But I was even more upset with myself for making her cry.

She cried waterfalls of clear liquid that seemed to be never ending. She was so hurt and so scared she couldn’t move.

I was paralyzed with anger and fear.

Then something happened that changed our relationship, turned it around and put me in a place that forced me to grow up; get over myself and my selfish embarrassments.

She peed on herself.

She was so upset and so scared her bladder failed.

I didn’t jump away and shout at her, or mock her and chastise her saying she was too old to piss on herself.

She was sitting there hiccupping with her hands lanky at her sides. She knew what happened and she turned red. She covered her face and kept crying; she kept muttering “I’m sorry”.

I sat on my knees directly in front of her. I pulled her hands away from her face; gently shoved her hair back, away from her eyes. Her eyes were red and swollen with tears.

“It’s okay.” I told her.

And she breathed as if for the first time; as if nobody had ever told her it was okay.

I took her hands in mine and helped her up, and kept on holding it while I guided her to my house. My mom worked at a pharmacy and my dad would be in his study all day so I knew we wouldn’t get caught there.

The house was silent other than the faint typing deep within the house. I lead her upstairs to my bathroom and slid off her dress, all the while stared at me, sniffling now and then.

I ran some warm water in my shower and told her to take off her underwear and get in. She did, awkwardly, and handed them to me before stepping under the pressing water.

“Can you wash yourself?” I asked her.

She nodded carefully, as if remembering when I demanded answers to her negligence.

I told her to stay there while I went to get a washcloth and tossed her clothes in the drier with a little soap and fabric softener.

I came back and she was rubbing the soap over her skin with one hand and washing herself with the other. She smiled at me.


I smiled back at her and nodded. I put the cloth down and let her wash herself with her hands.

Her hair was a lot longer when it was wet and when she was about to wash it with the body soap I stopped her and got my shampoo.

“I’ll do it.”

She watched me skirt the shampoo in her hair, her eyes never leaving mine, while combed through her hair like I would with my own long bright hair.

She smiled that warming smile at me and ran her thumb over my cheek, mimicking my gesture when I wiped her tears away.

When I finished I told her to close her eyes tightly so the shampoo wouldn’t burn her.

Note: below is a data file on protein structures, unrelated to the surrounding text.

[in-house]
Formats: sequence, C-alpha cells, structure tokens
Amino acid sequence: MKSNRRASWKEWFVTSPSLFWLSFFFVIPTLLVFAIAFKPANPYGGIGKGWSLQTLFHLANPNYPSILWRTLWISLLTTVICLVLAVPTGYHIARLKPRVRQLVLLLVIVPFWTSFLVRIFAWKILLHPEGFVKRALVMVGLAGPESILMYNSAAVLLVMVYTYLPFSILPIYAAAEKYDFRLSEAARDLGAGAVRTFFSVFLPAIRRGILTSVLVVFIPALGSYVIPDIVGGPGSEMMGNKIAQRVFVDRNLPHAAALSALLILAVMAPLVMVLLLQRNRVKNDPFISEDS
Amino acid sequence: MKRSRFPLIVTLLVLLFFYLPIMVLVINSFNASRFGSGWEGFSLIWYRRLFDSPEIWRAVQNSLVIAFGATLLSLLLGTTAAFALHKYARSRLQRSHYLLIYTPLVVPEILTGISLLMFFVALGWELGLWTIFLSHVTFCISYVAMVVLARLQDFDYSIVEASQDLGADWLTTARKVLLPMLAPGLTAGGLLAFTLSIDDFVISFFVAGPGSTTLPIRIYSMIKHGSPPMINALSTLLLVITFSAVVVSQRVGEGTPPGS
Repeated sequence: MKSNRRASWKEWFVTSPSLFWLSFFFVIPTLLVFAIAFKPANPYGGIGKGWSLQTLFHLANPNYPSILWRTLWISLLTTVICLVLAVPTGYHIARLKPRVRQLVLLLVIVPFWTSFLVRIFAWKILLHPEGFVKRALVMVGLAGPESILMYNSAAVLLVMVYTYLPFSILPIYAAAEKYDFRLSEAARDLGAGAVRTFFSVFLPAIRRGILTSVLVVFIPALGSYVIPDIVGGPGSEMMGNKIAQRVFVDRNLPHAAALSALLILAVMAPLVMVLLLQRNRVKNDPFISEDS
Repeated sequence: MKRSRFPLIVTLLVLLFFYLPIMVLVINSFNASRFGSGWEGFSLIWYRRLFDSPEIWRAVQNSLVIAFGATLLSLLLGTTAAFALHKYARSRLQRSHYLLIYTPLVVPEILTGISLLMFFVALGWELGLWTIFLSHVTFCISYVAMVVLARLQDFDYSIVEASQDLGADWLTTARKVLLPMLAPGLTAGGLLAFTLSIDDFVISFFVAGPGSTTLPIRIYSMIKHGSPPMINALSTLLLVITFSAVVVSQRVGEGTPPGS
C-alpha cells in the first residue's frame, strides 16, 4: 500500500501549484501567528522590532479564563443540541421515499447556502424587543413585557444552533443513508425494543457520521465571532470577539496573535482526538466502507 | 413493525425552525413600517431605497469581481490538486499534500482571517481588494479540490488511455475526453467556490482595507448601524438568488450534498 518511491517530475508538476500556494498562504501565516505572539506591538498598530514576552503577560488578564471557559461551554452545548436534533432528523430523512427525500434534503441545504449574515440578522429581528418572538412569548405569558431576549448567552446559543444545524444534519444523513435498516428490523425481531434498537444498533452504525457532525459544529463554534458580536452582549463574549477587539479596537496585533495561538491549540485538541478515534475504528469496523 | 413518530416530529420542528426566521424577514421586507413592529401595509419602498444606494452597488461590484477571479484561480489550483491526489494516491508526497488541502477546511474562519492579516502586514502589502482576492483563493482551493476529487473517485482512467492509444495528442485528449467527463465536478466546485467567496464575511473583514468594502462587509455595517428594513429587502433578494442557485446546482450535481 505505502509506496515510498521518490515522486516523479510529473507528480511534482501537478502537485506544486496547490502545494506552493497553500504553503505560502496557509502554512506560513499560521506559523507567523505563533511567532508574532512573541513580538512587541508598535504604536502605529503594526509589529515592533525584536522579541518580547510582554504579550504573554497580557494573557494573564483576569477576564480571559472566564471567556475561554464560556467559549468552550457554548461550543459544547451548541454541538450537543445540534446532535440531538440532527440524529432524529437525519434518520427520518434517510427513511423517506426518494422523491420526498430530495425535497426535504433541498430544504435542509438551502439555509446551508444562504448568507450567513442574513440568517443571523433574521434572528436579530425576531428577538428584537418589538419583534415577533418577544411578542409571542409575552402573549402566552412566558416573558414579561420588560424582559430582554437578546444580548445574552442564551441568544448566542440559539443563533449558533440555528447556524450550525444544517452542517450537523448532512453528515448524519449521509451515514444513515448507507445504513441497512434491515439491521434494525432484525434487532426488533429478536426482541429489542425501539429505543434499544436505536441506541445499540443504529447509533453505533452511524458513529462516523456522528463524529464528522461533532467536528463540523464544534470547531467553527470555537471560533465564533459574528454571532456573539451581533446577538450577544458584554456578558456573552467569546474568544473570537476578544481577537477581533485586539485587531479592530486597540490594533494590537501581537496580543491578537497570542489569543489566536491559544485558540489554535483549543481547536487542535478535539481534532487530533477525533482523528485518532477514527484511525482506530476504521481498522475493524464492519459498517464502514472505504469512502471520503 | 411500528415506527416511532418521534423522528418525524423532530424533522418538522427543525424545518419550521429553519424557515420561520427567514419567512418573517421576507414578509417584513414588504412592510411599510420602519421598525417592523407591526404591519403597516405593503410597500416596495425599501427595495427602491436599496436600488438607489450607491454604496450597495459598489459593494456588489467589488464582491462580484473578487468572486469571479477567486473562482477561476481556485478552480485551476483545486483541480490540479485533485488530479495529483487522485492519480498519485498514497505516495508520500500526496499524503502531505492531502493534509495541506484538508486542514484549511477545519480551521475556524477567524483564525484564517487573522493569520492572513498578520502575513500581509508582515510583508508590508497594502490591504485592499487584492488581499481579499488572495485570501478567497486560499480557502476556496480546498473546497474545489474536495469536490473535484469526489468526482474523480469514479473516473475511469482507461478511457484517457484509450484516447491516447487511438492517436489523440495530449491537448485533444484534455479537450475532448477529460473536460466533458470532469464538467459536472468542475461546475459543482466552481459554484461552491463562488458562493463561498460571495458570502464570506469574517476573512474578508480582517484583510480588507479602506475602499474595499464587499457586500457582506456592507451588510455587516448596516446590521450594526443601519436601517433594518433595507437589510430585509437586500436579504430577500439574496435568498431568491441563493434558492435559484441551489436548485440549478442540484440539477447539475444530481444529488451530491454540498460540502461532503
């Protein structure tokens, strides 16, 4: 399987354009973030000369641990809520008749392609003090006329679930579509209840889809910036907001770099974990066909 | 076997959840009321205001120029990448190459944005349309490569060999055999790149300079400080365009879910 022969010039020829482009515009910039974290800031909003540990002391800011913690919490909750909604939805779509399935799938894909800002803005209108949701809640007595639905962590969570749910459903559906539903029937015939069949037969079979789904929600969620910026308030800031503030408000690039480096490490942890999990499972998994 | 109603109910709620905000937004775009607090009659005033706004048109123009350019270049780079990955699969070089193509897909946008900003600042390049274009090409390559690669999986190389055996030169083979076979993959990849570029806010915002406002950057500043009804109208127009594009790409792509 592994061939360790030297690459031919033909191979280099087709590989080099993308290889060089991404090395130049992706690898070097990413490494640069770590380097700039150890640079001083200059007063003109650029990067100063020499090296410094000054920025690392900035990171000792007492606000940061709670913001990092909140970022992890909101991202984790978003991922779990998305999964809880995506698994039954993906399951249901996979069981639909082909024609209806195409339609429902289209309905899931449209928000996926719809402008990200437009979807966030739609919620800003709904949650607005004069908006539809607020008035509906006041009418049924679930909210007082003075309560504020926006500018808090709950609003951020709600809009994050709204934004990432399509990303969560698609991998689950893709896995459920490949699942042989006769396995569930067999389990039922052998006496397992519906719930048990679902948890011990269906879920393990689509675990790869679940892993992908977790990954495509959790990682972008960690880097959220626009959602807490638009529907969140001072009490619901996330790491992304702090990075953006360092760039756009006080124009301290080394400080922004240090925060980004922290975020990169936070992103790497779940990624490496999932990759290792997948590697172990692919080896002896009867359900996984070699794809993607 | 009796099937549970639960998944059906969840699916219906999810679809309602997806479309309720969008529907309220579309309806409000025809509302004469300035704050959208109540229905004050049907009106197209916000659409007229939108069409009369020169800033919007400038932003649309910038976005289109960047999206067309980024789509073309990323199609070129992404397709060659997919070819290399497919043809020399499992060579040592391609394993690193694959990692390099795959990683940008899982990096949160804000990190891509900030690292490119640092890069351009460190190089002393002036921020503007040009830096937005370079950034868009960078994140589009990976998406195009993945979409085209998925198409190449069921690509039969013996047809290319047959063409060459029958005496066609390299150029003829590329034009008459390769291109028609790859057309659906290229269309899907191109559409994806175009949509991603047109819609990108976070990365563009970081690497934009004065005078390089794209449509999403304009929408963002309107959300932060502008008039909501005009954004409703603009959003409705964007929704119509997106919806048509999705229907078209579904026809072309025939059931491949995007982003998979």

She did and I rinsed it out of her hair, it tried to make sure I got it all out. It was a lot harder getting it out than it was putting in because her hair was so thick.

When I finished I turned off the water and told her to wait, I’d forgotten to get a towel.

The drier was still on so I wasn’t in much of a rush, but I expected her to be cold so I hurried anyway.

When I came back she was out of the shower, dripping wet on the little blue shower rug, smiling.

It had never entered my mind that she was naked until that moment.

I almost looked away completely.

But I didn’t.

She was beautiful.

Her hair wrapped around her like a dark wet blanket and her skin was quivering with chill, her eyes were on mine- so bright and happy- so unsure. She was smiling at me as if it were the most natural thing in the world, me staring at her nakedness, bathing her, washing her hair. She was a very skinny girl too, I wondered if her parents fed her regularly.

“C-cold.” She giggled.

I snapped out of my staring and wrapped the blanket around her.

I smiled at her, but when she smiled back I felt ashamed. She didn’t know I was not supposed to look.

Somewhere deep down I felt as if I had done something horrible.

I couldn’t bring myself to smile at her again that day.

When her clothes dried I gave them to her and told her to put them on in my room. I closed the door behind her and slid down weightlessly with the door against my back.

She swung the door open sending me backwards. She giggled.

“Okay?” she was talking about her dress. She wanted to know if she did it right, “Ms. Ruby dress me, she don’t like when I do it.”

I got to my feet and observed her: the dress was on backwards.

“It’s on backwards.” I told her.

She looked confused.

“Look,” I held the dress while she tucked her arms inside and showed her the tag, “the tag goes in the back.” And I turned it around for her, careful in making sure that I didn’t peek.


I shook my head: “its okay,” I told her, “it’s just a tag.”


I sit here remembering all of this- all fourteen years of this and it hurts. It makes me miss her more. I miss her smile, her eyes . . . her hugs.

I haven’t seen her in over two years now.

I’ll be twenty in tomorrow and I haven’t once given it a single thought until recently when a friend of mine brought it up.

He asked me what I wanted to do and even went so far as to suggest a club. A gentleman’s club.

I told him no and he shrugged me off and said “whatever”.

Why in the hell would I want to watch a stripper when I wanted Evaine?

That didn’t make sense to me.

I’m not a complete idiot, though. I wasn’t planning on staying home; I thought about going to see her. It was my plan to hop on a plane to Florida and see her.

But would she remember?

Has that place already erased all the years we shared together?

© Copyright 2017 AemmaBella. All rights reserved.